Deb Westbury

Photograph by John Bragg at the Red Point Arts Centre cafe in Port Kembla, 2013.

Deb Westbury, who passed away in 2018, was a poet, a mentor, a teacher and a workshop leader. For many years she also worked as a sculptor. Born in Wollongong, she lived there, Port Kembla and Kangaroo Valley until she settled in Katoomba.

From the 1970s onwards, her poetry was featured in many literary journals, and was featured in the ABC’s Poetica. She published five full-length books of poetry. Her first, Mouth to Mouth  (1990) was published by Five Islands Press, which she helped to establish, and the book was then taken up by Hodder and Stoughton, after which for a number of years, her poetry was featured on the HSC list for English.

Her later books were Our Houses Are Full of Smoke 1994, Surface Tension 1998, Flying Blind 2002 and The View from Here 2008. Her final chapbook, Winter in Stone Country, was published by Hope Street Press in 2016.

She also edited several collections of poetry, some of them produced as a result of workshops she ran. Deb was highly respected as a teacher in schools, universities and community groups, and as a mentor of individual poets.

For many years she was a workshop leader at the Wollongong Poetry Workshops and helped select and mentor poets in Five Islands Press’ New Poets Series. Many significant writers got their starts in that program, including Peter Boyle, James Bradley, Cate Kennedy, Judy Johnson, Andy Kissane, David Musgrave and many other writers still working successfully today.

Later Deb Westbury worked at Varuna Writers’ Centre for many years as an editor, selector and mentor. People who worked with her were drawn to her voice: the gentle deliberation with which she pronounced each word of a poem, her generosity of spirit and her irreverent sense of humour. Her association with Varuna had begun in 1993 when she was one of the first writers to assume a Writer-in-Residence post there. Since that time, she was involved with Varuna on many levels. As a consultant and mentor, she assisted many poets with their writing careers; she also facilitated workshops and was instrumental in many of the poetry events included in the Varuna branch of the Sydney Writers’ Festival.

Her early poetry explored the scenes, the industry and the immigrants of the Illawarra in a flowing free verse that illustrated her empathy with the people of struggle street. Her poems then and later provide an appraisal of Australian life, especially as it impacts on the less privileged, and particularly on immigrants. There’s a sensuousness to these poems that doesn’t conceal the passion beneath the surface. Sometimes, then and later, there’s also a sharp satirical edge.

Her own life, too, was a struggle. Estranged from members of her prominent Wollongong family, for many years money was a problem for her. Like many Australian poets, she struggled for the recognition she deserved. While in Wollongong she married Robert Hood but they later separated and she went to live in Port Kembla with Tina Bain. They too separated, and after the tragic death of her son Luke in a railway accident at Austinmer station, she moved to Katoomba in 1998, where she met and married John Bragg.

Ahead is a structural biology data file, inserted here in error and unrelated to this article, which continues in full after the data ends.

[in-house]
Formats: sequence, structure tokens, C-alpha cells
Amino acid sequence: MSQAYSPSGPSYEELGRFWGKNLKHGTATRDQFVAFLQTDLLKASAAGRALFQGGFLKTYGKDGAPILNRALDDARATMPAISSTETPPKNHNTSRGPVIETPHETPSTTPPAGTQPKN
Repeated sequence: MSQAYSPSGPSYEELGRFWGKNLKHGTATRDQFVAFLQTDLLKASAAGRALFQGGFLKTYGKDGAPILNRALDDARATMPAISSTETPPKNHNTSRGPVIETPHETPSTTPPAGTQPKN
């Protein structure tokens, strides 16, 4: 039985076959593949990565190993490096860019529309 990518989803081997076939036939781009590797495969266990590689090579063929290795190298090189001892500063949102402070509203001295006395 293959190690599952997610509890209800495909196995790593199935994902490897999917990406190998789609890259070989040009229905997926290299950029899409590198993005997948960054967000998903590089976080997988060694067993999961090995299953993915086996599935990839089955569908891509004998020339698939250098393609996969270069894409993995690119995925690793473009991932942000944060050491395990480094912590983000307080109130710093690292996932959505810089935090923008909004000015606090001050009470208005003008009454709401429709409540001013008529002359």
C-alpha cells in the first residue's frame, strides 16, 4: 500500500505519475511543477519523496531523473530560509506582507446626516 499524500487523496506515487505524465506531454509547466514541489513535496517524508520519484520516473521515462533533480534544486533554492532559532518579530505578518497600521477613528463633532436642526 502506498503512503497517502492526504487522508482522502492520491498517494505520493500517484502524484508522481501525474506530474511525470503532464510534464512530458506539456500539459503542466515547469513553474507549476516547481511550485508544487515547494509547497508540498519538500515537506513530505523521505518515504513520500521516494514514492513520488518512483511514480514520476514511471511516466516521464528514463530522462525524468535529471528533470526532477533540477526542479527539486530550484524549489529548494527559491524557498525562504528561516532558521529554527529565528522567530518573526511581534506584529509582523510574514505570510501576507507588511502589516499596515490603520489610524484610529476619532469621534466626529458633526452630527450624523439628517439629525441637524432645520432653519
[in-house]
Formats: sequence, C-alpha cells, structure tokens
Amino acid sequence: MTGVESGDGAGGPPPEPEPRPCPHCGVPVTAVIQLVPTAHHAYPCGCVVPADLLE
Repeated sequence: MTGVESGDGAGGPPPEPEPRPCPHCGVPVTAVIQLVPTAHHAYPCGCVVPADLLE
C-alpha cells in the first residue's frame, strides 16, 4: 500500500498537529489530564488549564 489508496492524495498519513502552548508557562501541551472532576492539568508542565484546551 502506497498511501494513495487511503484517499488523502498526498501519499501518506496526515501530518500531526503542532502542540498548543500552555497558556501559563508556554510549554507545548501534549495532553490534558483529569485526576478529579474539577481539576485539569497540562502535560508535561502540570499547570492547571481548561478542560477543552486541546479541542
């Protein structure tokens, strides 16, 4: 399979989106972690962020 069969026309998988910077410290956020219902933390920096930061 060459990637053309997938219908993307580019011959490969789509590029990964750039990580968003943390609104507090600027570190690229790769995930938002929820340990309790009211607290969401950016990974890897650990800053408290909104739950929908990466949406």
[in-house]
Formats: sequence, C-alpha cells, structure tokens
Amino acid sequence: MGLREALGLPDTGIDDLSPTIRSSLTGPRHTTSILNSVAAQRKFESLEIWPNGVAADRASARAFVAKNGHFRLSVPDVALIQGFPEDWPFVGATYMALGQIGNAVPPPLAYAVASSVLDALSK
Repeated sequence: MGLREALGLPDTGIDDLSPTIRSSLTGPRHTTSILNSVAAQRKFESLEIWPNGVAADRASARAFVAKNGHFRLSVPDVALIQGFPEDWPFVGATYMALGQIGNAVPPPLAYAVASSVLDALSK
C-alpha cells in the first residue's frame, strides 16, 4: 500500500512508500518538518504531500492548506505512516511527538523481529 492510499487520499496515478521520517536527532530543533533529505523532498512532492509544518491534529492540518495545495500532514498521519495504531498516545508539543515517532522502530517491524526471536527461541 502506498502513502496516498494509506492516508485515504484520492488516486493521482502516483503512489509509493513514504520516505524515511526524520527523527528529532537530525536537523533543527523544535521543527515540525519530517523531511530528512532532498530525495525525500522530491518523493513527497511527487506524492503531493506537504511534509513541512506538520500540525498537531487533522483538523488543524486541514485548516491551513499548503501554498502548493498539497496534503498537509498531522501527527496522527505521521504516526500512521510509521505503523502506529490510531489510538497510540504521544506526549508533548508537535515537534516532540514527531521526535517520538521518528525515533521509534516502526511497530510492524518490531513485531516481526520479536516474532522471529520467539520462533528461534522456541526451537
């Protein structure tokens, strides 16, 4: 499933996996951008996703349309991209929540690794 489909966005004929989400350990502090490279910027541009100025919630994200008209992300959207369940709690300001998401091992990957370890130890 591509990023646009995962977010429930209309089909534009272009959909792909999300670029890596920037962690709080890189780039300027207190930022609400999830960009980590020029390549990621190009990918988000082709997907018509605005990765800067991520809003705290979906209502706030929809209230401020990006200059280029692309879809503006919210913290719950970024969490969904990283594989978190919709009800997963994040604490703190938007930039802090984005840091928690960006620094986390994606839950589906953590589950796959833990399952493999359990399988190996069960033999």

Her later poetry was tighter, pared back, lyrical. As Elizabeth Webby said, she was a poet of the senses. There are, in her poetry, many lyrical celebrations of the natural world, as well as satire and continuing social comment. There are many beautifully observed scenes from rural Australia, as well as people and places in the Blue Mountains. The last poem in her collection Flying Blind (Brandl & Schlesinger) is one of a number of poems for her son:

Luke:

I’m looking at the label on his glasses case.

He wrote it himself –

the first name written bold,

the first syllable of his surname also

but dwindling towards the end,

almost to a dot,

as if it was a name he didn’t expect,

even then

to live all the way into.

Deb Westbury had a great gift of friendship. Her letters and her gifts will be long remembered by her friends. She died after a long battle with cancer on March 11, 2018, at her home in Katoomba. Deb is survived by her husband, John Bragg.

Written by Ron Pretty.

halley’s comet

when I was born

they planted a cactus

at my window

after thirty-three years

of wondering

it dresses itself up

for the first time

like a bride

the white blooms adorning

its towering green limbs

all turned to face the street lights

in the nightsky

a rainbow forms around the moon

and the comet, heralding the birth

of avatars and kings,

carries in its blazing wake

a billion weary souls

praying for deliverance

disguised as light

you come to me

risking disbelief

and discovery

you come

you illuminate

the darkness of my passage

with you late-blossoming love